The content of this website is intended for healthcare professionals only

Doctors need more protection from violence

Many doctors face knives, verbal abuse, threats and scalding with hot drinks

OnMedica staff

Tuesday, 16 February 2010

Over 50% of doctors say they have been physically or verbally assaulted during the last five years according to a new survey. Examples include a consultant whose patient brandished a knife during a consultation, a doctor who had a hot drink thrown at her and a GP who was verbally abused and spat at. NHS figures reveal there were 54,758 physical assaults reported by NHS staff in 2008-9, including 3,472 in primary care.

Of 172 GPs and hospital doctors who responded to the survey by the doctors indemnity organisation the Medical Defence Union ( MDU), over half (99) said they had been physically or verbally assaulted in the last five years.

While some of the respondents accepted this as "part of the job", over half (100) said they had not received training in dealing with such situations and would like to feel more confident.
Of the doctors who reported attacks 24 suffered anxiety or depression after the event and four needed medical treatment for injuries such as cuts or lacerations. In around a quarter of cases, police or security guards were called.

The vast majority of respondents (139) said they had encountered a patient making unreasonable demands, such as insisting on a referral or prescription which they felt was not clinically indicated.

In seven primary care cases, violent or abusive patients were removed from a GP’s list. In six cases, the patient’s care was transferred to another doctor. Other strategies employed included patients being sent warning letters, banned from seeing certain doctors, or only being seen if accompanied by another health care professional.

In order to minimise the potential for problems the MDU advises doctors to consider identifying potential assailants or groups, such as patients with a history of previous violence, mental health difficulties or alcohol/drug abuse.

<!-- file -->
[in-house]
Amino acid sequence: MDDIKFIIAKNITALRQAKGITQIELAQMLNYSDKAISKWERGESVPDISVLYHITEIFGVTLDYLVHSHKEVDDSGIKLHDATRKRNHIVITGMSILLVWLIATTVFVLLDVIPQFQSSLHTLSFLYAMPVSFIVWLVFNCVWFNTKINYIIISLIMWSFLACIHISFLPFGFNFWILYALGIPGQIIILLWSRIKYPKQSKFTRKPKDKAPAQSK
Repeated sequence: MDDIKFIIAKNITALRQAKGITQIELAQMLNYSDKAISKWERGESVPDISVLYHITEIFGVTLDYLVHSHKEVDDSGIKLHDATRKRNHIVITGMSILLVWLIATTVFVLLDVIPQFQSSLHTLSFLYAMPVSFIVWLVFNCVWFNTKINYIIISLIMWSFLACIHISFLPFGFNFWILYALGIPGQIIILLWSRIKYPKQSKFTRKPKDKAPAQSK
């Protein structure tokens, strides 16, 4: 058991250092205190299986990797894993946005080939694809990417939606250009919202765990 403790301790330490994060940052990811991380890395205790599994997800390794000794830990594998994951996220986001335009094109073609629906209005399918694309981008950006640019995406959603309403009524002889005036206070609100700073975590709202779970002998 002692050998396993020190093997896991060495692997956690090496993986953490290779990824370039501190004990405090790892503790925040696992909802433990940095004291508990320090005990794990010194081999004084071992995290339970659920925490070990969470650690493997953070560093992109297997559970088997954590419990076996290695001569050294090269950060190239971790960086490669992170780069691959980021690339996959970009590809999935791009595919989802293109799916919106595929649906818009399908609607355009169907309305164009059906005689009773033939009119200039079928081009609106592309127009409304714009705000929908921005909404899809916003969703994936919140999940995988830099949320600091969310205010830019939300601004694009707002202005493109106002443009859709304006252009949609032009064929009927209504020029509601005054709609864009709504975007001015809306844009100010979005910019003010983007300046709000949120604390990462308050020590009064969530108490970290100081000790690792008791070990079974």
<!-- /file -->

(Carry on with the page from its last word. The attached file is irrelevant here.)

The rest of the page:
It also advises doctors to anticipate activities that might present a high risk of aggression – such as refusing an appointment or delivering bad news or unwelcome information.

And it suggests a look at the layout of your consulting room or reception. Can you exit easily if needs be, do you have panic alarms or CCTV?

  • Arranging training for yourself and your team in handling verbally or physically aggressive people.
  • Ensuring people know where you are, how you can be contacted and when you are expected to return when undertaking home visits in primary care.
  • Taking special precautions with any patient who has a history of violence such as trying to avoid seeing them alone or at their home. Ideally, the PCT or Trust will have arrangements in place so the patient can be seen at a suitable, safe location. If this is not possible, try to arrange to be accompanied by a colleague and make sure that your whereabouts is known if you visit them at home.
  • Disclosing only the minimum information necessary for the purpose, if it becomes necessary to disclose confidential information about a violent patient to a third party, such as the police, in the public interest.

Dr James Armstrong, an MDU medico-legal adviser, said the survey highlighted the need for more training for doctors in communication skills.  He added: "There can be many reasons why a patient becomes violent or aggressive. Being ill can itself be the cause. Excessive waiting times and delayed appointments can turn frustration to anger and lead to violent outbursts. Distress, feeling that their concerns are not being taken seriously, disappointment at the lack of therapeutic success or guilt at not having brought a sick relative in earlier may also be factors in a person becoming aggressive."

Registered in England and Wales. Reg No. 2530185. c/o Wilmington plc, 5th Floor, 10 Whitechapel High Street, London E1 8QS. Reg No. 30158470